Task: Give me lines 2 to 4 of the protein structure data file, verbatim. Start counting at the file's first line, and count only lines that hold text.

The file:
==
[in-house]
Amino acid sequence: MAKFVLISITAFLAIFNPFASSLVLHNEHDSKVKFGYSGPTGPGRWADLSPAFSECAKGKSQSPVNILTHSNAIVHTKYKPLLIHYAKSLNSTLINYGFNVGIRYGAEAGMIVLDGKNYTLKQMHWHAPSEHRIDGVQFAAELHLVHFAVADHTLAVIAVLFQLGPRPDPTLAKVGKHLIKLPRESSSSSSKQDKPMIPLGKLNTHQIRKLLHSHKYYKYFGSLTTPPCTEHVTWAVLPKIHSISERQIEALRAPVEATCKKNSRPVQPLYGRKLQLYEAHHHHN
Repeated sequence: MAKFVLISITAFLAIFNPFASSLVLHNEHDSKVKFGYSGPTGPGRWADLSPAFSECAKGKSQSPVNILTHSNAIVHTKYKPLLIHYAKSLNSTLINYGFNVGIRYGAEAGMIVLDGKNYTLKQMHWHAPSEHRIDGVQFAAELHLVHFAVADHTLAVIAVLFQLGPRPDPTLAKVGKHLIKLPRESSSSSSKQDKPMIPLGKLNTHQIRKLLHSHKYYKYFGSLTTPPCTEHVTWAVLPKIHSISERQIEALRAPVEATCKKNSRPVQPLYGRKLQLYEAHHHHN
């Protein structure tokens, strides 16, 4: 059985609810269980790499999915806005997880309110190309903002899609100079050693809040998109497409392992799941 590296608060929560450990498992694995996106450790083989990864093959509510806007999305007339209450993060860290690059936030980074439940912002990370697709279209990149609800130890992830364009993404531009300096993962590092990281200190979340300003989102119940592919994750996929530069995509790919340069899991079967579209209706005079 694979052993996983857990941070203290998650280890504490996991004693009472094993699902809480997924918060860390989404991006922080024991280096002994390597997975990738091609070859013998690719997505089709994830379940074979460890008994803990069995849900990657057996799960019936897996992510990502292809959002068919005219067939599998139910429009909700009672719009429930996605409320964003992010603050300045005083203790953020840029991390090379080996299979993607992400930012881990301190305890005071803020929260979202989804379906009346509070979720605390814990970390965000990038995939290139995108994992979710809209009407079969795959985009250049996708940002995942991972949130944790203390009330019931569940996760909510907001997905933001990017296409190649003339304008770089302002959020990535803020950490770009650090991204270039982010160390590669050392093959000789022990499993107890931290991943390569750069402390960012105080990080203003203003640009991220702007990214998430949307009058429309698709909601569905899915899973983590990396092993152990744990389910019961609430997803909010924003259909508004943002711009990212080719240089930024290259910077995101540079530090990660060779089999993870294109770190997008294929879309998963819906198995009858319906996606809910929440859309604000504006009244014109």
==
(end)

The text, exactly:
Amino acid sequence: MAKFVLISITAFLAIFNPFASSLVLHNEHDSKVKFGYSGPTGPGRWADLSPAFSECAKGKSQSPVNILTHSNAIVHTKYKPLLIHYAKSLNSTLINYGFNVGIRYGAEAGMIVLDGKNYTLKQMHWHAPSEHRIDGVQFAAELHLVHFAVADHTLAVIAVLFQLGPRPDPTLAKVGKHLIKLPRESSSSSSKQDKPMIPLGKLNTHQIRKLLHSHKYYKYFGSLTTPPCTEHVTWAVLPKIHSISERQIEALRAPVEATCKKNSRPVQPLYGRKLQLYEAHHHHN
Repeated sequence: MAKFVLISITAFLAIFNPFASSLVLHNEHDSKVKFGYSGPTGPGRWADLSPAFSECAKGKSQSPVNILTHSNAIVHTKYKPLLIHYAKSLNSTLINYGFNVGIRYGAEAGMIVLDGKNYTLKQMHWHAPSEHRIDGVQFAAELHLVHFAVADHTLAVIAVLFQLGPRPDPTLAKVGKHLIKLPRESSSSSSKQDKPMIPLGKLNTHQIRKLLHSHKYYKYFGSLTTPPCTEHVTWAVLPKIHSISERQIEALRAPVEATCKKNSRPVQPLYGRKLQLYEAHHHHN
């Protein structure tokens, strides 16, 4: 059985609810269980790499999915806005997880309110190309903002899609100079050693809040998109497409392992799941 590296608060929560450990498992694995996106450790083989990864093959509510806007999305007339209450993060860290690059936030980074439940912002990370697709279209990149609800130890992830364009993404531009300096993962590092990281200190979340300003989102119940592919994750996929530069995509790919340069899991079967579209209706005079 694979052993996983857990941070203290998650280890504490996991004693009472094993699902809480997924918060860390989404991006922080024991280096002994390597997975990738091609070859013998690719997505089709994830379940074979460890008994803990069995849900990657057996799960019936897996992510990502292809959002068919005219067939599998139910429009909700009672719009429930996605409320964003992010603050300045005083203790953020840029991390090379080996299979993607992400930012881990301190305890005071803020929260979202989804379906009346509070979720605390814990970390965000990038995939290139995108994992979710809209009407079969795959985009250049996708940002995942991972949130944790203390009330019931569940996760909510907001997905933001990017296409190649003339304008770089302002959020990535803020950490770009650090991204270039982010160390590669050392093959000789022990499993107890931290991943390569750069402390960012105080990080203003203003640009991220702007990214998430949307009058429309698709909601569905899915899973983590990396092993152990744990389910019961609430997803909010924003259909508004943002711009990212080719240089930024290259910077995101540079530090990660060779089999993870294109770190997008294929879309998963819906198995009858319906996606809910929440859309604000504006009244014109």